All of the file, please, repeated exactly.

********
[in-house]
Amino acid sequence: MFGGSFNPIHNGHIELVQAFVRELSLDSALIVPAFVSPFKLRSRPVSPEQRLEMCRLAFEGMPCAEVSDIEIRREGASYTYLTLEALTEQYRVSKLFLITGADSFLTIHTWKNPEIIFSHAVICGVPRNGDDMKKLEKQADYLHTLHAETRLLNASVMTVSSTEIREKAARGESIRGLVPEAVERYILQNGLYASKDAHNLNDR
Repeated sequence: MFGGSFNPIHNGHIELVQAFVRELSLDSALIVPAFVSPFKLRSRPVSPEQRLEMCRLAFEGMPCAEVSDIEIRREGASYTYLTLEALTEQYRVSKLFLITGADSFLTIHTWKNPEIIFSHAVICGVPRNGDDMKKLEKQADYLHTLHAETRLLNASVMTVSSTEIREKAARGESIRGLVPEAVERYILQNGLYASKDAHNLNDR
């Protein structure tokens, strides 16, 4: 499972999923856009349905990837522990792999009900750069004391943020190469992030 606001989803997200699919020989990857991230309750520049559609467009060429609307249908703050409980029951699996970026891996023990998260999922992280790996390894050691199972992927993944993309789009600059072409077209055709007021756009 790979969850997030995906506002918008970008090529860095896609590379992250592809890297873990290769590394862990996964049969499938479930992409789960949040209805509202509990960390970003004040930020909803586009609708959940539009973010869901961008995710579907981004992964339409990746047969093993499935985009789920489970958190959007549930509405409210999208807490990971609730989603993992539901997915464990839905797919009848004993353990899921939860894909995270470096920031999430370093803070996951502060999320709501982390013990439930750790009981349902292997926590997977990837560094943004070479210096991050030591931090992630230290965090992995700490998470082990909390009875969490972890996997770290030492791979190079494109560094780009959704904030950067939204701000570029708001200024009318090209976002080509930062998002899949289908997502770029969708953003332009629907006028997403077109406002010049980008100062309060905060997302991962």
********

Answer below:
[in-house]
Amino acid sequence: MFGGSFNPIHNGHIELVQAFVRELSLDSALIVPAFVSPFKLRSRPVSPEQRLEMCRLAFEGMPCAEVSDIEIRREGASYTYLTLEALTEQYRVSKLFLITGADSFLTIHTWKNPEIIFSHAVICGVPRNGDDMKKLEKQADYLHTLHAETRLLNASVMTVSSTEIREKAARGESIRGLVPEAVERYILQNGLYASKDAHNLNDR
Repeated sequence: MFGGSFNPIHNGHIELVQAFVRELSLDSALIVPAFVSPFKLRSRPVSPEQRLEMCRLAFEGMPCAEVSDIEIRREGASYTYLTLEALTEQYRVSKLFLITGADSFLTIHTWKNPEIIFSHAVICGVPRNGDDMKKLEKQADYLHTLHAETRLLNASVMTVSSTEIREKAARGESIRGLVPEAVERYILQNGLYASKDAHNLNDR
């Protein structure tokens, strides 16, 4: 499972999923856009349905990837522990792999009900750069004391943020190469992030 606001989803997200699919020989990857991230309750520049559609467009060429609307249908703050409980029951699996970026891996023990998260999922992280790996390894050691199972992927993944993309789009600059072409077209055709007021756009 790979969850997030995906506002918008970008090529860095896609590379992250592809890297873990290769590394862990996964049969499938479930992409789960949040209805509202509990960390970003004040930020909803586009609708959940539009973010869901961008995710579907981004992964339409990746047969093993499935985009789920489970958190959007549930509405409210999208807490990971609730989603993992539901997915464990839905797919009848004993353990899921939860894909995270470096920031999430370093803070996951502060999320709501982390013990439930750790009981349902292997926590997977990837560094943004070479210096991050030591931090992630230290965090992995700490998470082990909390009875969490972890996997770290030492791979190079494109560094780009959704904030950067939204701000570029708001200024009318090209976002080509930062998002899949289908997502770029969708953003332009629907006028997403077109406002010049980008100062309060905060997302991962």